WOW! thankyou everyone for all your comments!
I think I will look into doing a grid type thing as that seems the fastest.
Actually no, it isn't. I've seen various benchmarks on collision detection routines and 2D grids are never at the top. For example oct-trees are faster. There is also a Wikipedia page on spatial partitioning
that you can look at. But it is significantly faster then your original brute-force approach.
A 2D grid is also relatively easy and straight forward to implement.
A few more remarks; unless you build in some sort of system to deal with this then you can't have Towers outside of the grid (i.e. offscreen). I also highly advise building an interface for your collision detection routine so you can easily implement a new algorithm. Also make sure you benchmark your algorithm (and it's optimizations) with real data. Otherwise you don't know if the optimizations help, or not. Also how will you deal with inheritance? Even if you choose not to you need to decide about what to do with this (i.e. everything is stored as a Tower).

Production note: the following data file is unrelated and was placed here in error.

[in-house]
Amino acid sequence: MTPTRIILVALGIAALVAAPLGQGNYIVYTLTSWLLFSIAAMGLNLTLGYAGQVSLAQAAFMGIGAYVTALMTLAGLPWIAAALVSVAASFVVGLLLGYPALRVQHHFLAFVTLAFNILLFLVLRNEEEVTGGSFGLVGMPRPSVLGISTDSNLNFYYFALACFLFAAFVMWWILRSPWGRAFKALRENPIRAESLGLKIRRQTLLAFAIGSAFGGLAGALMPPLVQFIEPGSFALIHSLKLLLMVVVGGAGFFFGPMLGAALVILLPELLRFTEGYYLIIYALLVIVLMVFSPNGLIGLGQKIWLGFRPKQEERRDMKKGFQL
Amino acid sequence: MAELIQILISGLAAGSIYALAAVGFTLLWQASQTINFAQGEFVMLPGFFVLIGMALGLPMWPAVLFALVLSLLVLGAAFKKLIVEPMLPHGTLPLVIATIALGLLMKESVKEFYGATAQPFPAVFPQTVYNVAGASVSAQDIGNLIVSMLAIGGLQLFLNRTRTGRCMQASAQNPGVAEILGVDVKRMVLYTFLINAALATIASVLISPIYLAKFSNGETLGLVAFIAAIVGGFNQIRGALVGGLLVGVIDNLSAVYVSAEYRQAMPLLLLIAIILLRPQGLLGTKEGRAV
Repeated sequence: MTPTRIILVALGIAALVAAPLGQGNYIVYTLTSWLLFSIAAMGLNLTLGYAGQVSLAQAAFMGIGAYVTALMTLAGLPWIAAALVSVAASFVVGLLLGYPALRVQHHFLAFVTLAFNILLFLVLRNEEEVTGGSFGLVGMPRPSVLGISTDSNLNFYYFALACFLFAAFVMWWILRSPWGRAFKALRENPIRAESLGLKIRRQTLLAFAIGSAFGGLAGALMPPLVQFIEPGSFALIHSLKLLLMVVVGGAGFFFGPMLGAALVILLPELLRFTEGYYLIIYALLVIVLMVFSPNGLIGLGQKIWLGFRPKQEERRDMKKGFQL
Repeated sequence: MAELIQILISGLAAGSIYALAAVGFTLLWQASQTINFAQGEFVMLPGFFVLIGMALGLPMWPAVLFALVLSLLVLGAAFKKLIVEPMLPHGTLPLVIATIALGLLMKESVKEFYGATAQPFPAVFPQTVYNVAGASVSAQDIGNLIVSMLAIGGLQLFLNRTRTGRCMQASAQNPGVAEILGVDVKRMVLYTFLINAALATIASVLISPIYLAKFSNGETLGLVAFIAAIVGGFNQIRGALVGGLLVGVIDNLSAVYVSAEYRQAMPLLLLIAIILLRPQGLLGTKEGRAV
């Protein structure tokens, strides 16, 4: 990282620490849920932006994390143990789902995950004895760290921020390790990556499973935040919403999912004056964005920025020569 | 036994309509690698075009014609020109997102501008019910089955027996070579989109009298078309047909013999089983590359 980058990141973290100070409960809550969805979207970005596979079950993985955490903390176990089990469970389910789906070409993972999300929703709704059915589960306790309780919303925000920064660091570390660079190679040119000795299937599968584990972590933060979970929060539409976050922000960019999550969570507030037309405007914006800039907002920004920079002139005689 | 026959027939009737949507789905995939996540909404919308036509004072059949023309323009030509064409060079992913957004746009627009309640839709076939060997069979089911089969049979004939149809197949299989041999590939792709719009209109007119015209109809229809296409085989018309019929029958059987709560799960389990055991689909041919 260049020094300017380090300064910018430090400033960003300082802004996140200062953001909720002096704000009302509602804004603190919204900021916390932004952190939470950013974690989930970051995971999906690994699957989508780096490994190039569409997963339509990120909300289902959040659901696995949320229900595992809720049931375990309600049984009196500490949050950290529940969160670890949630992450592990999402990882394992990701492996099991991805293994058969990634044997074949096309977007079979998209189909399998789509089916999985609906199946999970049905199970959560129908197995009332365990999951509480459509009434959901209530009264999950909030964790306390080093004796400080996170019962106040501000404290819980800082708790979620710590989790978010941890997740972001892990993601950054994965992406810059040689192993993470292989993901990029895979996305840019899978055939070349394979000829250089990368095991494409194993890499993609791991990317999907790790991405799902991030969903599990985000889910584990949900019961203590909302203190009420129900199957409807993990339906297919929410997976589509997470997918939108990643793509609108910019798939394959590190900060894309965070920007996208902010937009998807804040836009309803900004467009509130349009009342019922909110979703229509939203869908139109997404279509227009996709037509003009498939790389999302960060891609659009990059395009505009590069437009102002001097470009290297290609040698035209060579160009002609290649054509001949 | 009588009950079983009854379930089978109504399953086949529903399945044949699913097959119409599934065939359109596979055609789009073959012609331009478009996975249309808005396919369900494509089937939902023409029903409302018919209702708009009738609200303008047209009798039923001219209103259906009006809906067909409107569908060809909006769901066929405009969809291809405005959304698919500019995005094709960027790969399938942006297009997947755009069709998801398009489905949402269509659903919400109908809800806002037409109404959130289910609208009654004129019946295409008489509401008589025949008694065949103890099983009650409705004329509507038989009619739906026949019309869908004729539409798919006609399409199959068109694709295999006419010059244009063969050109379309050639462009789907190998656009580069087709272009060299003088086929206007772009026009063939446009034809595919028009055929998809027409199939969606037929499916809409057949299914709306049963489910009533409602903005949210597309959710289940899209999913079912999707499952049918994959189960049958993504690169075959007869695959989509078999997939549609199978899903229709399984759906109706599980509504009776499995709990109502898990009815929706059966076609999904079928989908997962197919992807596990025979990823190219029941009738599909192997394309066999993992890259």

A big issue for my own grid collision system was the high number of nodes and iterators used by the sets. I found when I had a thousand objects all constantly moving and intersecting against each other, it would be creating millions of objects per-second just to detect collisions. This caused the garbage collector to run ALOT
and so I've since optimized it to remove this.
Finally there is a bug in my code above, dividing by the grid width and height is incorrect. It should be dividing by the width and height of each cell in the array in pixels, not the number of elements in the array. You can see my full grid collision code here
. It's not perfect, but for now it's good enough.